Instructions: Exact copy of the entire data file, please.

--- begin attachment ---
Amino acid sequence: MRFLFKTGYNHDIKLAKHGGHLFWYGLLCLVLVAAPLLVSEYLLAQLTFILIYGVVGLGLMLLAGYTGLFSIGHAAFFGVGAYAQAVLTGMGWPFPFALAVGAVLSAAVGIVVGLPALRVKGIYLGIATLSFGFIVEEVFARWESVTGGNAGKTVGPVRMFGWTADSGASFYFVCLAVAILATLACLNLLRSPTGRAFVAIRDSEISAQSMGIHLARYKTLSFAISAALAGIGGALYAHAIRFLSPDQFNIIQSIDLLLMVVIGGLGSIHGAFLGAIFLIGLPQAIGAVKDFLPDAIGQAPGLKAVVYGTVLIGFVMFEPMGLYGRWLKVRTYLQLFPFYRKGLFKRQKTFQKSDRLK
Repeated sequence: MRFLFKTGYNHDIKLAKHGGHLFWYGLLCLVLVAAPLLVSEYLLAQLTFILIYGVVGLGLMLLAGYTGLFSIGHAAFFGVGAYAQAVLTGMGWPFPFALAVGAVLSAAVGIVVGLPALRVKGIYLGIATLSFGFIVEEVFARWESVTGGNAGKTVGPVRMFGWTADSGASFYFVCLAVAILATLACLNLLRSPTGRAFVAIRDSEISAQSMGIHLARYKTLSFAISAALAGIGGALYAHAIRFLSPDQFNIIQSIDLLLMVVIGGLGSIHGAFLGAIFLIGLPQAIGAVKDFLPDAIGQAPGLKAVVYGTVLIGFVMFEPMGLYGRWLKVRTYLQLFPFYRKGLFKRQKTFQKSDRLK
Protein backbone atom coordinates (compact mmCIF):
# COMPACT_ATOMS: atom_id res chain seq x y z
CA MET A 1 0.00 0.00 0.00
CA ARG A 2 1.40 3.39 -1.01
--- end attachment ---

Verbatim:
Amino acid sequence: MRFLFKTGYNHDIKLAKHGGHLFWYGLLCLVLVAAPLLVSEYLLAQLTFILIYGVVGLGLMLLAGYTGLFSIGHAAFFGVGAYAQAVLTGMGWPFPFALAVGAVLSAAVGIVVGLPALRVKGIYLGIATLSFGFIVEEVFARWESVTGGNAGKTVGPVRMFGWTADSGASFYFVCLAVAILATLACLNLLRSPTGRAFVAIRDSEISAQSMGIHLARYKTLSFAISAALAGIGGALYAHAIRFLSPDQFNIIQSIDLLLMVVIGGLGSIHGAFLGAIFLIGLPQAIGAVKDFLPDAIGQAPGLKAVVYGTVLIGFVMFEPMGLYGRWLKVRTYLQLFPFYRKGLFKRQKTFQKSDRLK
Repeated sequence: MRFLFKTGYNHDIKLAKHGGHLFWYGLLCLVLVAAPLLVSEYLLAQLTFILIYGVVGLGLMLLAGYTGLFSIGHAAFFGVGAYAQAVLTGMGWPFPFALAVGAVLSAAVGIVVGLPALRVKGIYLGIATLSFGFIVEEVFARWESVTGGNAGKTVGPVRMFGWTADSGASFYFVCLAVAILATLACLNLLRSPTGRAFVAIRDSEISAQSMGIHLARYKTLSFAISAALAGIGGALYAHAIRFLSPDQFNIIQSIDLLLMVVIGGLGSIHGAFLGAIFLIGLPQAIGAVKDFLPDAIGQAPGLKAVVYGTVLIGFVMFEPMGLYGRWLKVRTYLQLFPFYRKGLFKRQKTFQKSDRLK
Protein backbone atom coordinates (compact mmCIF):
# COMPACT_ATOMS: atom_id res chain seq x y z
CA MET A 1 0.00 0.00 0.00
CA ARG A 2 1.40 3.39 -1.01